Department of Energy

Top 9 Things You Didn’t Know About the Energy Department (Part One)

September 28, 2012

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The Energy Departments headquarters is located at the Forrestal Building in Washington, DC. | Energy Department photo, credit Quentin Kruger.

The Energy Departments headquarters is located at the Forrestal Building in Washington, DC. | Energy Department photo, credit Quentin Kruger.

This article is part of the Energy.gov series highlighting the “Top Things You Didn’t Know About…” Check back next week for more facts about the Energy Department.

9. In addition to the 17 National Labs the Energy Department oversees, the Department also manages eight Energy Innovation Hubs -- each of which is focused on a particular energy challenge. Can you name all of them?

8. The Department sponsors more research in the physical sciences than any other Federal agency. Check it out.

7. There are over 40 Energy Department field offices and locations across the country.

6. In the late 1990s, the Office of Basic Energy Sciences funded an extensive study of lithium-ion batteries…which led to the eventual commercialization of the electric battery!

5. In 1992, President George H.W. Bush signed the first Energy Policy Act – signifying the implementation of the country’s first national energy strategy.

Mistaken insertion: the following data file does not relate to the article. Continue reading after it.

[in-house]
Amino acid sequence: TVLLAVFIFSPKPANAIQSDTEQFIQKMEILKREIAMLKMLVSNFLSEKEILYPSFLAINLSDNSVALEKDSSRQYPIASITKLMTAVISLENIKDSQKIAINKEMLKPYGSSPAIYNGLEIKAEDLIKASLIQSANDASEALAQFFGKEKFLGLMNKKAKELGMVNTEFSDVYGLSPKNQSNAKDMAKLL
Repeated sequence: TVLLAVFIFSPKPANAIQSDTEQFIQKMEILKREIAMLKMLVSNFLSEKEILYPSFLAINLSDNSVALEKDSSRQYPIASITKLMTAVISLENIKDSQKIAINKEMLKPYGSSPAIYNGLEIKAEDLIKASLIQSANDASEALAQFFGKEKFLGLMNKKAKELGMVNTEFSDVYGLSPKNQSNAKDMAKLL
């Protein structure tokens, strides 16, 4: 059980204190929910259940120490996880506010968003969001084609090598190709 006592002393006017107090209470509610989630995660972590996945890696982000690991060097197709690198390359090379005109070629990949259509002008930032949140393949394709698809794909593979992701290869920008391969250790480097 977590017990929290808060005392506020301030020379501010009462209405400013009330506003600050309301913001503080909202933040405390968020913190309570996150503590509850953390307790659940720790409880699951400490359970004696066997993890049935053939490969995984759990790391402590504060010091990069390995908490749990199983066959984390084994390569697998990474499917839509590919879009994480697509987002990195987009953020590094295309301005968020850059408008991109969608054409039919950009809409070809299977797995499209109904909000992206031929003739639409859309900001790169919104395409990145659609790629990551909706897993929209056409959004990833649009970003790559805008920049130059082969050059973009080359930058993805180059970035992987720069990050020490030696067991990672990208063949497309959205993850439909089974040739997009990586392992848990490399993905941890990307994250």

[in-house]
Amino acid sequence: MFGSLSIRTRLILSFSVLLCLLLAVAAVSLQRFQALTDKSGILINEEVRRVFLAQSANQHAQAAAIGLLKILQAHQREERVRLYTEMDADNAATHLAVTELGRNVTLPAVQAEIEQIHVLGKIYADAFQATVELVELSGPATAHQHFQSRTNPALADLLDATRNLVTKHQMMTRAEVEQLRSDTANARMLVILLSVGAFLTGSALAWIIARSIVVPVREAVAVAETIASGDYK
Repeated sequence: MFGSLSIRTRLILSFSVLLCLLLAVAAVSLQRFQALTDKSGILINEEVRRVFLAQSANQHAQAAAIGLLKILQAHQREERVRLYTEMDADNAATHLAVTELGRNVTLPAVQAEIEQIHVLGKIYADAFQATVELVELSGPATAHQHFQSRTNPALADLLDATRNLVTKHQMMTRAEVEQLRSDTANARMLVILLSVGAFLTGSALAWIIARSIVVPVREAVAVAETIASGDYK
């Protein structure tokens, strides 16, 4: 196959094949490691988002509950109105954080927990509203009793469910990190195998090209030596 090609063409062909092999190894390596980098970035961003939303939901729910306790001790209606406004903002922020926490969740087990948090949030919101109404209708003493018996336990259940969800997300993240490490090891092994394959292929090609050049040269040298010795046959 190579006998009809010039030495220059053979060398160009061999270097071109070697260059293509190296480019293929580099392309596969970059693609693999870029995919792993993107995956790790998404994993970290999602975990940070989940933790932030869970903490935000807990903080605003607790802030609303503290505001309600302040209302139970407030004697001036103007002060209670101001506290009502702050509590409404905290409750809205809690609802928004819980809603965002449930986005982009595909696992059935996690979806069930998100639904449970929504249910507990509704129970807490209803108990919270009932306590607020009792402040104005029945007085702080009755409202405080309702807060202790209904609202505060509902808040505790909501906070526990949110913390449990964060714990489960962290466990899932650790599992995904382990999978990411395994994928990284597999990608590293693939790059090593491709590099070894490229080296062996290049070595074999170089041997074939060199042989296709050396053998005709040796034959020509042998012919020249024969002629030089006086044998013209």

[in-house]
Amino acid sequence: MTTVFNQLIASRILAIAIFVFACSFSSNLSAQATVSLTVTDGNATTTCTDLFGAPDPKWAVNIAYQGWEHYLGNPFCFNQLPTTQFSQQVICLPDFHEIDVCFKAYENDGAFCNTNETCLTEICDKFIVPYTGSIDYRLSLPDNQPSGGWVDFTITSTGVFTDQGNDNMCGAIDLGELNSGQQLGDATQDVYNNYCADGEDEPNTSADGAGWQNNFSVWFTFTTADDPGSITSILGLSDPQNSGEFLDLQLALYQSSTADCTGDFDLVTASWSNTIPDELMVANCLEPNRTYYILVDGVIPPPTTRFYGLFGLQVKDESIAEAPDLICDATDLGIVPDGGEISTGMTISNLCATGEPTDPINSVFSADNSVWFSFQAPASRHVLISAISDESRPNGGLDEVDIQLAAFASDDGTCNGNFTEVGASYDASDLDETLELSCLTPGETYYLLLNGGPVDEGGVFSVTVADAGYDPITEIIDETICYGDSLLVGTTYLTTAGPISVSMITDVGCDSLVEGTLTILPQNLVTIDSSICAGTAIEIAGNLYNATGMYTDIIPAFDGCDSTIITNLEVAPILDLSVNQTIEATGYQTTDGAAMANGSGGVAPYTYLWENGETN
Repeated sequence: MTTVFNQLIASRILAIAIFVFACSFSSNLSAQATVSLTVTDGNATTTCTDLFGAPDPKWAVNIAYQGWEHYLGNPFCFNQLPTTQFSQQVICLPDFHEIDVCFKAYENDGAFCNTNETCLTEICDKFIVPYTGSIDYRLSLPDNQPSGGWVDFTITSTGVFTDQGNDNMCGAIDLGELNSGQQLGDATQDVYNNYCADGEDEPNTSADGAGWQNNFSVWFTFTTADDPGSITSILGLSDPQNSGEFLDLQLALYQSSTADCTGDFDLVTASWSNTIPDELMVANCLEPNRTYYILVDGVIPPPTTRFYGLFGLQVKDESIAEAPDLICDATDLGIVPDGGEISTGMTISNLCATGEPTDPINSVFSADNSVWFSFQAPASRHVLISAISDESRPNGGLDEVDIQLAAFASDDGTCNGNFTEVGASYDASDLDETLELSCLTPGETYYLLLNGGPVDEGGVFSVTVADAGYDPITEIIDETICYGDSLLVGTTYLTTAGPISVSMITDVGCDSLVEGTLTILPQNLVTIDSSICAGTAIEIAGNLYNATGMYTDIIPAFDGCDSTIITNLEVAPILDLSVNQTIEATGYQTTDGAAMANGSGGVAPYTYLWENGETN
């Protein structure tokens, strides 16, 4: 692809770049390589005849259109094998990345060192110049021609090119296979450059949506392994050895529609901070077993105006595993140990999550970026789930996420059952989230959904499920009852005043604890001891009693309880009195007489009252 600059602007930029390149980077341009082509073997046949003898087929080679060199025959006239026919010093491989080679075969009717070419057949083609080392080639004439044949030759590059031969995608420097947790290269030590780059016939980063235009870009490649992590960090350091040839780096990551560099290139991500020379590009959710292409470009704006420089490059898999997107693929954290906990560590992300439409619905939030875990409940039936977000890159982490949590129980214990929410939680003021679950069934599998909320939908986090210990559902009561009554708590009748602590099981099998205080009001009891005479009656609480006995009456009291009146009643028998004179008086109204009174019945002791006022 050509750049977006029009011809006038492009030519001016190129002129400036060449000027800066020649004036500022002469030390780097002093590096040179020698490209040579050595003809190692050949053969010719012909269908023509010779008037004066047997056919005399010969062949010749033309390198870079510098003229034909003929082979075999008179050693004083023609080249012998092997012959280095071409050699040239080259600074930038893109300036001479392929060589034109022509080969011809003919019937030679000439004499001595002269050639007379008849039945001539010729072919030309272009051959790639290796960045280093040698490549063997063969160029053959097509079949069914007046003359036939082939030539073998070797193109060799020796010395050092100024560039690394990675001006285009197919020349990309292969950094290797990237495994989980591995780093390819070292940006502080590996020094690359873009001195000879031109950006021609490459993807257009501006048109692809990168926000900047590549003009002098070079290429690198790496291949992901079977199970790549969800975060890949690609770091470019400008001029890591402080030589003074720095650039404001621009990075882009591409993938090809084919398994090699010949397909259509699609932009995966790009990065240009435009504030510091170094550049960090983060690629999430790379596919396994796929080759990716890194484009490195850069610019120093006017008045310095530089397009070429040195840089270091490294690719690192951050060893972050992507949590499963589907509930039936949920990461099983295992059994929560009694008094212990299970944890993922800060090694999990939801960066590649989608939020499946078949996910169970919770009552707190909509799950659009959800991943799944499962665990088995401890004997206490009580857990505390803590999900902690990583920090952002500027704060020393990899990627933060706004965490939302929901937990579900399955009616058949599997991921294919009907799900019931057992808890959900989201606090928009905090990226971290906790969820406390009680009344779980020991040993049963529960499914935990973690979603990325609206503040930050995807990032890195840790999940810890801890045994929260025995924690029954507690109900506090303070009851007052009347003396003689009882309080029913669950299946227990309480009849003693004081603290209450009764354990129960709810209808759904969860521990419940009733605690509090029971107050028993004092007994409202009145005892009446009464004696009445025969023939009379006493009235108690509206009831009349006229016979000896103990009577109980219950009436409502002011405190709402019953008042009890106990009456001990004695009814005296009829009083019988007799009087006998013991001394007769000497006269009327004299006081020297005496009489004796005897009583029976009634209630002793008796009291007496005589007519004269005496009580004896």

4. For the past decade, the Solar Decathlon has expanded to include more than 170 participating teams and over 17,000 students in three competitions around the world. 

3. Before the Department became “The Department,” it consisted of several separate organizations, beginning in 1942 with the Manhattan Project. After WWII, the Atomic Energy Commission (AEC) was created, which was eventually replaced by the Energy Research and Development Administration, while the AEC’s regulatory functions were given to the new, independent Nuclear Regulatory Commission. The Department as we now know it came into effect in 1977, when the (then) new agency assumed responsibilities of the Energy Research and Development Administration, the Federal Energy Administration, the Federal Power Commission, and even a few programs from other federal agencies!

2. Did you know that researchers at Fermilab discovered the top quark in 1995 – which signified the last undiscovered subatomic particle that scientists had predicted to exist?

1. And finally…The Energy Department actually leases all the nuclear warheads owned by the U.S. government…renting them to the Department of Defense for our weapons systems.

If you have an interesting fact about the Energy Department that you’d like to share, email us at newmedia@hq.doe.gov. We’ll include your suggestions in next week’s Top Things You Didn’t Know About the Energy Department: Part Two.”

To be continued...